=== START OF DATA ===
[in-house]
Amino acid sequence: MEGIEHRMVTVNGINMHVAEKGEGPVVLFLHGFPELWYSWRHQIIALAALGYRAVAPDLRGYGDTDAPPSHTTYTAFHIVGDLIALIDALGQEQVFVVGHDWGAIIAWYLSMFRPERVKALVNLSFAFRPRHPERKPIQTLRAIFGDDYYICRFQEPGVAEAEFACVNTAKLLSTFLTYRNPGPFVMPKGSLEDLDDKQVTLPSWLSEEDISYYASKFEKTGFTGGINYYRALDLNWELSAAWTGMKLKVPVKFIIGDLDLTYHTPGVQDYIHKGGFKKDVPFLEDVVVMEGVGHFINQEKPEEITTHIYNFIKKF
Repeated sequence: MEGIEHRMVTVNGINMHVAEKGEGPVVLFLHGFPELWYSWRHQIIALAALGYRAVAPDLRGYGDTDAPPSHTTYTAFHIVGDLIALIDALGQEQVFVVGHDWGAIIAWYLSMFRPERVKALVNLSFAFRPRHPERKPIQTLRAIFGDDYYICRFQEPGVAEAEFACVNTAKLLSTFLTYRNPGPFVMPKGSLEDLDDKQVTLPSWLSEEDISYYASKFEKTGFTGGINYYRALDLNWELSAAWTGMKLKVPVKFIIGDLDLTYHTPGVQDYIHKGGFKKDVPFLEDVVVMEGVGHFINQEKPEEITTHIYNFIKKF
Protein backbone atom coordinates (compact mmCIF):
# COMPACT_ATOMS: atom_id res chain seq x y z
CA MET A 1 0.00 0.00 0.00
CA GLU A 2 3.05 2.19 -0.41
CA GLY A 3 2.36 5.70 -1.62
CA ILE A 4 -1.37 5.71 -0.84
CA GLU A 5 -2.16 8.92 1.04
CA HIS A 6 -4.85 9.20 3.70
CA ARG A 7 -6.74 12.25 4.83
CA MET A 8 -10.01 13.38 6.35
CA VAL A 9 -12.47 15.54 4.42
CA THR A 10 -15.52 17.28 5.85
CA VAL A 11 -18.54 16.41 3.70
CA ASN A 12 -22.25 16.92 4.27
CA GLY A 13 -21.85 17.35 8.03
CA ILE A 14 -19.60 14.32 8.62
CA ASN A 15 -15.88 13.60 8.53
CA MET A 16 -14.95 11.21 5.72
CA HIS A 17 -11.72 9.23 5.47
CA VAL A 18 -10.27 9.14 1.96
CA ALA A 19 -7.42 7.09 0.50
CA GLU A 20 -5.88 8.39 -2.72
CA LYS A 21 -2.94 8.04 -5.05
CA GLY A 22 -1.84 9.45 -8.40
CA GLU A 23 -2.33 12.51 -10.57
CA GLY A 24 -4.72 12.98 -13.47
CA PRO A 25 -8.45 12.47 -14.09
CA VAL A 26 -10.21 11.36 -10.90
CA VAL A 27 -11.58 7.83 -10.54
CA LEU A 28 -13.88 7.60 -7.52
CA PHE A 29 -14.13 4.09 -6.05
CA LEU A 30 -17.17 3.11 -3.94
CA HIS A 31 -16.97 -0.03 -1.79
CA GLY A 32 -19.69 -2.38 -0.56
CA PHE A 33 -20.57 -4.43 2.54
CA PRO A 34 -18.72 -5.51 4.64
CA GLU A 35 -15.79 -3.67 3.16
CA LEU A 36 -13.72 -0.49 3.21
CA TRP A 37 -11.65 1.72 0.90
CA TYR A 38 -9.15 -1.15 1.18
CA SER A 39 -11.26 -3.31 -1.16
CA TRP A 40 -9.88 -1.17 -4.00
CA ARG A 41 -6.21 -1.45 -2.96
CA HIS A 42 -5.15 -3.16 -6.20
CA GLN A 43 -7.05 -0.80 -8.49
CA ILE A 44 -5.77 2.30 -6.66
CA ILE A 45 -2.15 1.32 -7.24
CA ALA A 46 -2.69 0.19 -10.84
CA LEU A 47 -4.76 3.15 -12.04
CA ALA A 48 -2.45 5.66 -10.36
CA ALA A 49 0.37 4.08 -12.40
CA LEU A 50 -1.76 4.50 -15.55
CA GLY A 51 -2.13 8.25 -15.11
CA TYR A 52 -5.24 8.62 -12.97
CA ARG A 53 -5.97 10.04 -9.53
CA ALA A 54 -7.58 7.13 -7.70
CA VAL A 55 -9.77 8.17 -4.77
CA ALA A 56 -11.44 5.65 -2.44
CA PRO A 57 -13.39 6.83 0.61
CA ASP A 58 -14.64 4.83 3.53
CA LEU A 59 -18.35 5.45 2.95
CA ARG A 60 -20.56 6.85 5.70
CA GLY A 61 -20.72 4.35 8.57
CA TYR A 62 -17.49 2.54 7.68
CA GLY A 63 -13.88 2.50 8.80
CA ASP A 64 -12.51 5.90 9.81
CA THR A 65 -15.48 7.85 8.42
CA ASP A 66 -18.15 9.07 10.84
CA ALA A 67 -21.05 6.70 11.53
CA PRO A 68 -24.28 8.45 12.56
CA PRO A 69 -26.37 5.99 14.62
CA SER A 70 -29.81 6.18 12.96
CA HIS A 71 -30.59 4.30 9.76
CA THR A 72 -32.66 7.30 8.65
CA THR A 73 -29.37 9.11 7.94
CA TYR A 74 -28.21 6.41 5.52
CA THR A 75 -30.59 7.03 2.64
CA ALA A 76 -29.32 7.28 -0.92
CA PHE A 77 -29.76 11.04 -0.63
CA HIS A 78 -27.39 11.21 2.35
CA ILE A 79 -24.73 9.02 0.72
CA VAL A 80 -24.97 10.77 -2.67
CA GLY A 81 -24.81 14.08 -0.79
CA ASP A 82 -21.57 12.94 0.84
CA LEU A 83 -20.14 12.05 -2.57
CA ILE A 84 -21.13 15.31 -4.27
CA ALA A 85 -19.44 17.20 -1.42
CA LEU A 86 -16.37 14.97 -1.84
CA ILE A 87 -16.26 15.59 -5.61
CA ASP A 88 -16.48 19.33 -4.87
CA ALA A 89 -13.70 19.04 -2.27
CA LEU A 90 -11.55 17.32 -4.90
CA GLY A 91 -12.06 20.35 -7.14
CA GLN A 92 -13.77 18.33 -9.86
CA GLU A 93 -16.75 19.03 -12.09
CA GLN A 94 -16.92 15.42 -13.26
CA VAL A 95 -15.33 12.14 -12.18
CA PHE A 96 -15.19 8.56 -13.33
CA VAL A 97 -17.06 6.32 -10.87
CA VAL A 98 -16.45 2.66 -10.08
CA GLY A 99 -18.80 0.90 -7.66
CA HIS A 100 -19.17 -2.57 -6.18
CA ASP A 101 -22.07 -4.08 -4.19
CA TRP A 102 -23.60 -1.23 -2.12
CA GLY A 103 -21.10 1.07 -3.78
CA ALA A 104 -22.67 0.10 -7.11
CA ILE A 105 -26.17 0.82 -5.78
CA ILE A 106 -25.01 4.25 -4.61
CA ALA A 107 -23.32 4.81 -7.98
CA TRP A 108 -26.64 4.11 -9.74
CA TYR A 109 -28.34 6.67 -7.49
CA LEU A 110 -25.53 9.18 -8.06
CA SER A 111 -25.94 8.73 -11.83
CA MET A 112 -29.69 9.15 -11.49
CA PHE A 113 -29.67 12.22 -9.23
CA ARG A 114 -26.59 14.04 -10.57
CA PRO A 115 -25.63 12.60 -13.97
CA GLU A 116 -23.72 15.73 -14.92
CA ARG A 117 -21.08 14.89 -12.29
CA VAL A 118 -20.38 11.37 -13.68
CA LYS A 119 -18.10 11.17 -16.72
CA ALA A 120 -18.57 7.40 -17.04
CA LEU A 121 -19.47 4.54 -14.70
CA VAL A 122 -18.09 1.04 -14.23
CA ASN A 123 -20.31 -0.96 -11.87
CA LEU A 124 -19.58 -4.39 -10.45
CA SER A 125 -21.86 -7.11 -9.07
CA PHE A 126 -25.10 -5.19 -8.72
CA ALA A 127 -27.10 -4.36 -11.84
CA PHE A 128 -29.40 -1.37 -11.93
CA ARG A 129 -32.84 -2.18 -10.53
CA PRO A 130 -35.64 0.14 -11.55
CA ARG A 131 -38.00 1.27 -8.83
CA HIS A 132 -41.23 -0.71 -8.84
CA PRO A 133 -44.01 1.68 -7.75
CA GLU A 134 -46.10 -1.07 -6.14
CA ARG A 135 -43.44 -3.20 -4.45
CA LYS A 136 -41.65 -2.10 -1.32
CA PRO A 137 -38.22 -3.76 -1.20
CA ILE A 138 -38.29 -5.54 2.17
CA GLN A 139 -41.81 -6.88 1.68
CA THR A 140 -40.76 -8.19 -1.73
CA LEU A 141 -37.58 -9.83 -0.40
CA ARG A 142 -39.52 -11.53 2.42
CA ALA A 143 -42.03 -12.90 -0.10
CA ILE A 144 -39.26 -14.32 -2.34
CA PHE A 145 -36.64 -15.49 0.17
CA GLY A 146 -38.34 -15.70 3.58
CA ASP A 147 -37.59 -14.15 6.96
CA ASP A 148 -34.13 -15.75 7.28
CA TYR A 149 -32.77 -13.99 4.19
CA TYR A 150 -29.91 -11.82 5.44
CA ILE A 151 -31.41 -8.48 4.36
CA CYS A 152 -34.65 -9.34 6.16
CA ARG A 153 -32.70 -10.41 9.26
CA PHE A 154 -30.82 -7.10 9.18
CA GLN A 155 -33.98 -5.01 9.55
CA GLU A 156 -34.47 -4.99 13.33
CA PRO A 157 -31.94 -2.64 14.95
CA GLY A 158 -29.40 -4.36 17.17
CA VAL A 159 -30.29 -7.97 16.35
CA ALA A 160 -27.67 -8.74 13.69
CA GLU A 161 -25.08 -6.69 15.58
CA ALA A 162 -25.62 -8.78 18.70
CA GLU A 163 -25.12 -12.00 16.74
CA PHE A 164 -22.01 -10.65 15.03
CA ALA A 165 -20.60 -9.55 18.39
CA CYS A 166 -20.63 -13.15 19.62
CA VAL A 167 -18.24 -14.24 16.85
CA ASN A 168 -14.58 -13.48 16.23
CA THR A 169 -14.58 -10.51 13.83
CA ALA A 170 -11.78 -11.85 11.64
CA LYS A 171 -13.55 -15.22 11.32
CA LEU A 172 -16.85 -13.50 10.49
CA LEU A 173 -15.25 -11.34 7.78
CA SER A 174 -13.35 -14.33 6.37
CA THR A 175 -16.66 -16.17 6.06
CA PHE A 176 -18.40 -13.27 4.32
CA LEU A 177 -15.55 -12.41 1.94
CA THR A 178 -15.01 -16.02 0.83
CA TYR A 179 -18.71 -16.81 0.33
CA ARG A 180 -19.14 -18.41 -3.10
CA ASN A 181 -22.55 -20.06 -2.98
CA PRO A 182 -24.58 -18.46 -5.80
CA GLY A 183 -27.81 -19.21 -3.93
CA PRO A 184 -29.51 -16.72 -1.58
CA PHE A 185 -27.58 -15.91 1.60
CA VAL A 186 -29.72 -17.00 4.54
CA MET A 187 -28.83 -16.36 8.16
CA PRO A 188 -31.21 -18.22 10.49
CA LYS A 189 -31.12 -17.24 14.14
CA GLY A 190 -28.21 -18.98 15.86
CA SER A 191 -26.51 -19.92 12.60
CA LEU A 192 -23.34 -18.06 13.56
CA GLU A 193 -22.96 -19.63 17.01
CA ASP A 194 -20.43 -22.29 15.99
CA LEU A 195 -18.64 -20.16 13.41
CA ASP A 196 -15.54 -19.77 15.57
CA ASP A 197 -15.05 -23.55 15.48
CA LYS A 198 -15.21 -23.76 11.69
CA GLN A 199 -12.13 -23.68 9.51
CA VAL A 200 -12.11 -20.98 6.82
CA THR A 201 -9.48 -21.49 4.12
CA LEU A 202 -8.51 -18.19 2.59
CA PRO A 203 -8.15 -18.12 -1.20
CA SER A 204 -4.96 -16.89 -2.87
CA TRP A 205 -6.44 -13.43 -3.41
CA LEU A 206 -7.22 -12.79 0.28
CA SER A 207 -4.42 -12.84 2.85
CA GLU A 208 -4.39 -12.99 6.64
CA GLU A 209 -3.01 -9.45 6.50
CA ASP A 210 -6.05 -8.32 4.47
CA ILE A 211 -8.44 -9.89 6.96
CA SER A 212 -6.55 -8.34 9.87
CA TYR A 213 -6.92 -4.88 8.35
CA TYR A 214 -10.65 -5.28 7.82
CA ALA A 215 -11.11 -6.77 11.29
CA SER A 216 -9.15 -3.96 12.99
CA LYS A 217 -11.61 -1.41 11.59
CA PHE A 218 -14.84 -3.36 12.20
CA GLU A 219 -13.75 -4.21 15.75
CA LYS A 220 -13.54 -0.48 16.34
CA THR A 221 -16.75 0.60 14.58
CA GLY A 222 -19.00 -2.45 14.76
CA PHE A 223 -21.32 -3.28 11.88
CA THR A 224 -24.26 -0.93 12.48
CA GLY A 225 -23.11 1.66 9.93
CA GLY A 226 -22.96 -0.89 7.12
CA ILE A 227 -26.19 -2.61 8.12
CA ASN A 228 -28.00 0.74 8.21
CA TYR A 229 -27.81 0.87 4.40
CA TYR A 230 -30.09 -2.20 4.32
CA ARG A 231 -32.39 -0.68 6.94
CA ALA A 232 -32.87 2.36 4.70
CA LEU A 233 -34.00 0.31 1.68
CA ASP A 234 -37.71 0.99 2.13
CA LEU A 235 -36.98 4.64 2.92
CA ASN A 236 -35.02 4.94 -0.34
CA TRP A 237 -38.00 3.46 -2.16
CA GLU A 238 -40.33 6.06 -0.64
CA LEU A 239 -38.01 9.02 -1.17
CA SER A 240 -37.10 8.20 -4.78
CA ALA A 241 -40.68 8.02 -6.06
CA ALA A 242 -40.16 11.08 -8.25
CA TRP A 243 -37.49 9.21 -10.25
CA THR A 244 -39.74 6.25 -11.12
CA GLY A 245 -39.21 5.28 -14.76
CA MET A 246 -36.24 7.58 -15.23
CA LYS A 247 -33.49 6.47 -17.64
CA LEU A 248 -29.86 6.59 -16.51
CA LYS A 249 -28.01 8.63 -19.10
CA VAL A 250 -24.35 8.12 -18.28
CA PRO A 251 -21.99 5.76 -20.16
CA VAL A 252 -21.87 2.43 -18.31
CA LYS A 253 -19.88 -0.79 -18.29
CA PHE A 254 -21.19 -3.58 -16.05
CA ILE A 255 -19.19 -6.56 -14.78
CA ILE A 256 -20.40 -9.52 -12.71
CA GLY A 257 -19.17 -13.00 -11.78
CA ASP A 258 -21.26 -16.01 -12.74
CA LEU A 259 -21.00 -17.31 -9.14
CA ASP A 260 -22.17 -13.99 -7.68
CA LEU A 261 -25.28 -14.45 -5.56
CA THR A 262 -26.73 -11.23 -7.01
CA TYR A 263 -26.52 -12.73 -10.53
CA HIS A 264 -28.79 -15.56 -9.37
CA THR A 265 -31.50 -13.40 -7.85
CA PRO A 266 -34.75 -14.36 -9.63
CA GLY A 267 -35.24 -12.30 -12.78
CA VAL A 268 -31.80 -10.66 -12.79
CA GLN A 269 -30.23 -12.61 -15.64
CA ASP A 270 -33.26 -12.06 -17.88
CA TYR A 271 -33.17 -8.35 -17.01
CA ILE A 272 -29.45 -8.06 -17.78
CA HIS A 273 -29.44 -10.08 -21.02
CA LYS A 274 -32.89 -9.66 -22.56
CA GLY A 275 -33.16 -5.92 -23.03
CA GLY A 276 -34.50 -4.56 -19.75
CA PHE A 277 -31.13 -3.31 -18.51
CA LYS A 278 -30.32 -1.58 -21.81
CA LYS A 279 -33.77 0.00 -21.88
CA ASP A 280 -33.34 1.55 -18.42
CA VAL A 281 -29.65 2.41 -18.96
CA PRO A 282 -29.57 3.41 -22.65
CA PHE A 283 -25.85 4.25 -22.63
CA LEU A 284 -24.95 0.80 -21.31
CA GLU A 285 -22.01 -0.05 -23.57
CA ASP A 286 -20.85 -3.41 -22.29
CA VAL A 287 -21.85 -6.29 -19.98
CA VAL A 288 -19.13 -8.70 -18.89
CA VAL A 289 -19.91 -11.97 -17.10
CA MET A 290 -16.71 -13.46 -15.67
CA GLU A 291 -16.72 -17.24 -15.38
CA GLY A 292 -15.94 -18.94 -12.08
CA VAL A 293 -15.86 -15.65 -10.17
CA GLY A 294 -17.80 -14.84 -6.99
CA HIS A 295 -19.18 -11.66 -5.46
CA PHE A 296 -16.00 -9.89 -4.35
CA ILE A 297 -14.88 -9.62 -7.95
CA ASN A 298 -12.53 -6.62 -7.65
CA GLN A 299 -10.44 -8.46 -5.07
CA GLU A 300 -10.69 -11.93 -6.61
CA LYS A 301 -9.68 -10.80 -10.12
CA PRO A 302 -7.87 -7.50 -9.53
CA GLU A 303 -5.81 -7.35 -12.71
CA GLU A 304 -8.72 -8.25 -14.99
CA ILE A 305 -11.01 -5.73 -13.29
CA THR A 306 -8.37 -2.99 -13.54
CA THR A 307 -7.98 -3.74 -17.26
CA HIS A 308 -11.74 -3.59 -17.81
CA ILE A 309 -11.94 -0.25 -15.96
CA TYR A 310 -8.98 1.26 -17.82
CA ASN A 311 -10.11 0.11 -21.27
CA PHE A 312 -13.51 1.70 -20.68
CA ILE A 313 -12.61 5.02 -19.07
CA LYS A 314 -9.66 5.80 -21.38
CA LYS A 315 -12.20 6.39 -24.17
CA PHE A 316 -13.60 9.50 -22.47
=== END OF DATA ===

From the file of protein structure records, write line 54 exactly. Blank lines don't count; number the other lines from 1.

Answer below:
CA ALA A 49 0.37 4.08 -12.40